• # Thread: Does 0.9 repeated = 1?

1.  No, that wouldn't ever happen, because you're summing to n to infinity which is infinity.

2.  Originally Posted by Xei No, that wouldn't ever happen, because you're summing to n to infinity which is infinity. Please elaborate.

3.  There are an infinite amount of steps. If the runner stops for n seconds (n>0) each step, he will never catch the tortoise.

4.  Originally Posted by Xei There are an infinite amount of steps. If the runner stops for n seconds (n>0) each step, he will never catch the tortoise. But there are the same infinite steps in the first scenario also. They just don't stop after each step.

5.  Yes but the time decreases each step which is what solves the paradox. Here the time stays the same.

6.  Originally Posted by Xei Yes but the time decreases each step which is what solves the paradox. Here the time stays the same. So if the stopping time got shorter and shorter every time, it would work? With eternity, there is no limit on time.

7.  It depends. If the time was 1 then 1/2 then 1/3 then 1/4 then 1/5 etcetera, no it wouldn't. If the time is 1 then 1/2 then 1/4 then 1/8 then 1/16 (as is the case in Zeno's paradox) then it would.

8.  I thought of something that might be a real example, you know how your weight increases exponentialy as you reach the speed of light, well it is said that you'd have to way infinite pounds to catch up with light. But light somehow goes that fast.

9.  When you say weight, do you mean a force or do you mean mass?

10.  Originally Posted by Kushna Mufeed When you say weight, do you mean a force or do you mean mass? Mass

11.  Then that makes no sense. How can mass increase when you increase speed? You can't create matter. Pounds is not a measure of mass, it's a measure of force.

12.  Originally Posted by Kushna Mufeed Then that makes no sense. How can mass increase when you increase speed? You can't create matter. Pounds is not a measure of mass, it's a measure of force. No, http://en.wikipedia.org/wiki/Pound_(mass) http://www.newton.dep.anl.gov/askasc...9/phy99186.htm, curiously it says you would need no mass to catch up to the speed of light, though it does state it increases.

13.  If you have mass, then your mass will multiply until it reaches infinity at the speed of light. According to the kinetic energy equation, 1/2mv^2, this would require infinite energy, which is impossible. The only way to do it is if you have no mass. This means that multiplying your mass has no effect, and 1/2mv^2 does not go to infinity.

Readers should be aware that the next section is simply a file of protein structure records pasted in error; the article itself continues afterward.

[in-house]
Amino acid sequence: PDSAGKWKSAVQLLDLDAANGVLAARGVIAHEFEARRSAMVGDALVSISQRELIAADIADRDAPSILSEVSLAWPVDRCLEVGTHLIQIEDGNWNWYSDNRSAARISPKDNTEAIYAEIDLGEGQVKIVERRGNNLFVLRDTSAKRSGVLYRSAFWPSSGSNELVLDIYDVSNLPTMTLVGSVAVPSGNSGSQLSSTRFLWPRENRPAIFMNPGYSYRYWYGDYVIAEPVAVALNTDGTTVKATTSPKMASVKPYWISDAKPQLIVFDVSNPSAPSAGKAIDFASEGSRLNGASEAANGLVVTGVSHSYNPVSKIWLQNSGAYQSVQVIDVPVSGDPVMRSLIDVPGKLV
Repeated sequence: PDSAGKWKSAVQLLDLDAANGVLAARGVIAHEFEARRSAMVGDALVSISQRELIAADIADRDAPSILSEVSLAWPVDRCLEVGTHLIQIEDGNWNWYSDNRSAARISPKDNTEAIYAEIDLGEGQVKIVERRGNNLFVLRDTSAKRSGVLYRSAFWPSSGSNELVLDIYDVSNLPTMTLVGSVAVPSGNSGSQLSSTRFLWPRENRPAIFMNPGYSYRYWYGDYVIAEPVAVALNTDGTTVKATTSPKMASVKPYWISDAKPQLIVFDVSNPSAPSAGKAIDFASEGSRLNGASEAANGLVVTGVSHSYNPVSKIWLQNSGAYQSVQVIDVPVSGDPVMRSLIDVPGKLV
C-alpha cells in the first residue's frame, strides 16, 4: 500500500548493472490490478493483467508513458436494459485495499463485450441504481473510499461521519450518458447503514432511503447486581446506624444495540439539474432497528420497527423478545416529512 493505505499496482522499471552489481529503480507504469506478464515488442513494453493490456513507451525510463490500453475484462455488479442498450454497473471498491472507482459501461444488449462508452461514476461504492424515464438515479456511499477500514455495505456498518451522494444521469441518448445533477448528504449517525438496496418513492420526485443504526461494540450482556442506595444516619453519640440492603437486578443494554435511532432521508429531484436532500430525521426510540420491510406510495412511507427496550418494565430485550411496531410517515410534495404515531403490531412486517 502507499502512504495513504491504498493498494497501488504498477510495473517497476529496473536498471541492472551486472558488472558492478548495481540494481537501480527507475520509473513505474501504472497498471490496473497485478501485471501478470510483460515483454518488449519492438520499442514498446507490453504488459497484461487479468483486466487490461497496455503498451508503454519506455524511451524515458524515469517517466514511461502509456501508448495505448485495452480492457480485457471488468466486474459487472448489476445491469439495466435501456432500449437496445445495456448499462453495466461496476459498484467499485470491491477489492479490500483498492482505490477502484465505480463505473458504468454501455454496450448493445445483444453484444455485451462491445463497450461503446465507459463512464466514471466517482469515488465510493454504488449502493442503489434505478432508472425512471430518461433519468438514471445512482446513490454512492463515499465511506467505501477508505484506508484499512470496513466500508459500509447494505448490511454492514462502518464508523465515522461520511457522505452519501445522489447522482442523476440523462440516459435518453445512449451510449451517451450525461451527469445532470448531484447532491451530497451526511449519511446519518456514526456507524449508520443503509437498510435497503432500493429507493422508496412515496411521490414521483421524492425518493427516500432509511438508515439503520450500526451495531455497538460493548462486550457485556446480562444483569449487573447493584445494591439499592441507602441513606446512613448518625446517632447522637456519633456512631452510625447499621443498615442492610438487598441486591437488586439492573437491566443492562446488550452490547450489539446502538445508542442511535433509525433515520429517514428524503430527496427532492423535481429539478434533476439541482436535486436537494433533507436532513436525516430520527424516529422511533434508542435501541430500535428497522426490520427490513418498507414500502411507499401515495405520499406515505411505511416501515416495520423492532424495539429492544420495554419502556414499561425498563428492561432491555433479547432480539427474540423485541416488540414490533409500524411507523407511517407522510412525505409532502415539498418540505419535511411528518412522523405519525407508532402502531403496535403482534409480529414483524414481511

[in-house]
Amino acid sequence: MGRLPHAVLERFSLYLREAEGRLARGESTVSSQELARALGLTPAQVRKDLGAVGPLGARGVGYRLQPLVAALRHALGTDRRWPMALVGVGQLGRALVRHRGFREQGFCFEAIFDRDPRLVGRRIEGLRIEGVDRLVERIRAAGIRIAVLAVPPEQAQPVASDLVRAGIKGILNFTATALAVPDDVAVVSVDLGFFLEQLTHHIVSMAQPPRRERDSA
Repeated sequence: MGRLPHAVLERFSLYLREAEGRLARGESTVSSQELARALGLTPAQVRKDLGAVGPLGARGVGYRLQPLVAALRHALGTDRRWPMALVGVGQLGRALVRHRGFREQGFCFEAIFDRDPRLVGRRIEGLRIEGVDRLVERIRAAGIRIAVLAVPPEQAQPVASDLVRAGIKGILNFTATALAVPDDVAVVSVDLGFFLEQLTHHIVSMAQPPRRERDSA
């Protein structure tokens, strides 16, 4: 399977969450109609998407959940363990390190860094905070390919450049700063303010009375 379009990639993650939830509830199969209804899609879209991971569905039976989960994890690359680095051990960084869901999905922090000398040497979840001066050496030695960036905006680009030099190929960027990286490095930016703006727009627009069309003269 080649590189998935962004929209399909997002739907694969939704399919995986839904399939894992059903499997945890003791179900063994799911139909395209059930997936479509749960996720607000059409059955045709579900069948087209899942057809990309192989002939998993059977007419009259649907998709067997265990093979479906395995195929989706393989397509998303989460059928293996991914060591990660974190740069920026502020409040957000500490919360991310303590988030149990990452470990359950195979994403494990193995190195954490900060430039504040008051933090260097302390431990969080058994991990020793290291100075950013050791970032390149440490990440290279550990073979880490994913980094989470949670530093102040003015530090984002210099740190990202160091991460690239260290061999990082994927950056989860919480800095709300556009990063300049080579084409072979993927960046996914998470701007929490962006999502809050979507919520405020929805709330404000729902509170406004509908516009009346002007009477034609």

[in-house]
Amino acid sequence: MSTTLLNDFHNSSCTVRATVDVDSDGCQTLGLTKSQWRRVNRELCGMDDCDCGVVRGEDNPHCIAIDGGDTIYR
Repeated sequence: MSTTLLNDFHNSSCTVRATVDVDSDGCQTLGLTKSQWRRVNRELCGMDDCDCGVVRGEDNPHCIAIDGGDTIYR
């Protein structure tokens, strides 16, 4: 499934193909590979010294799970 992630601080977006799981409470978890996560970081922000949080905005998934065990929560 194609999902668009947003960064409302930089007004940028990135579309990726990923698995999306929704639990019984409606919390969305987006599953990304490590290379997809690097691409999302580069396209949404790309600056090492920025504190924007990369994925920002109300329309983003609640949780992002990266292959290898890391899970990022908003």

14.  Originally Posted by Xei If you have mass, then your mass will multiply until it reaches infinity at the speed of light. According to the kinetic energy equation, 1/2mv^2, this would require infinite energy, which is impossible. The only way to do it is if you have no mass. This means that multiplying your mass has no effect, and 1/2mv^2 does not go to infinity. It's not mass that increases. Einstein may have used the word mass, but that was a mistranslation. Modern physicists understand that it's momentum, not mass, that approaches infinity, and only from the perspective of an outside observer, of course. The real fundamental reason you can't hit the speed of light is that no matter how fast you're going, the speed of light is the same. If you're going 0.9c and you turn on your headlights, you will still see light going out at 1c with respect to you. So you can never catch up because that makes no sense.

15.  Momentum? Is that not just a consequence of your mass increasing though? Because your velocity is bounded by c. Unless you are light, of course. Which is where LDG was having trouble.

16.  Originally Posted by Xei Momentum? Is that not just a consequence of your mass increasing though? Because your velocity is bounded by c. Unless you are light, of course. Which is where LDG was having trouble. Momentum is a fundamental physical quantity. It's not simply m*v. Take an advanced mechanics course, even classical mechanics, and you'll see this. But mass is invariant.

17.  Momentum is a fundamental physical quantity. It's not simply m*v. Take an advanced mechanics course, even classical mechanics, and you'll see this. But mass is invariant. Thanks. I was under the impression that when a particle moves faster it mass increases.

18.  Originally Posted by wendylove Thanks. I was under the impression that when a particle moves faster it mass increases. Me as well, your a pretty smart guy I must admit.

19.  But momentum can be calculated by the product of mass and velocity? And hence you're saying that effectively at what we could call lightspeed, its velocity is infinite? I haven't studied SR yet so I genuinely don't know.

20.  Originally Posted by Xei But momentum can be calculated by the product of mass and velocity? No, it can't. That's a special case which only applies to large, slow moving objects not in the vicinity of a vector potential field. Originally Posted by Xei And hence you're saying that effectively at what we could call lightspeed, its velocity is infinite? I haven't studied SR yet so I genuinely don't know. There's an added factor in the SR correction. p = gamma_u*m*v, where gamma_u is the usual 1/sqrt(1-v^2/c^2). Now it's valid for large, fast moving objects not in the vicinity of a vector potential field.

21.  Uhhh okay. I'll come back when I'm an undergrad. ...actually reading that properly it's not too bad. So neither its mass nor its velocity increases, but the new factor. Ok.

22.  Hmmm... somebody calculate e^pi - pi.

23.  20?

24.  You dirty physicist.

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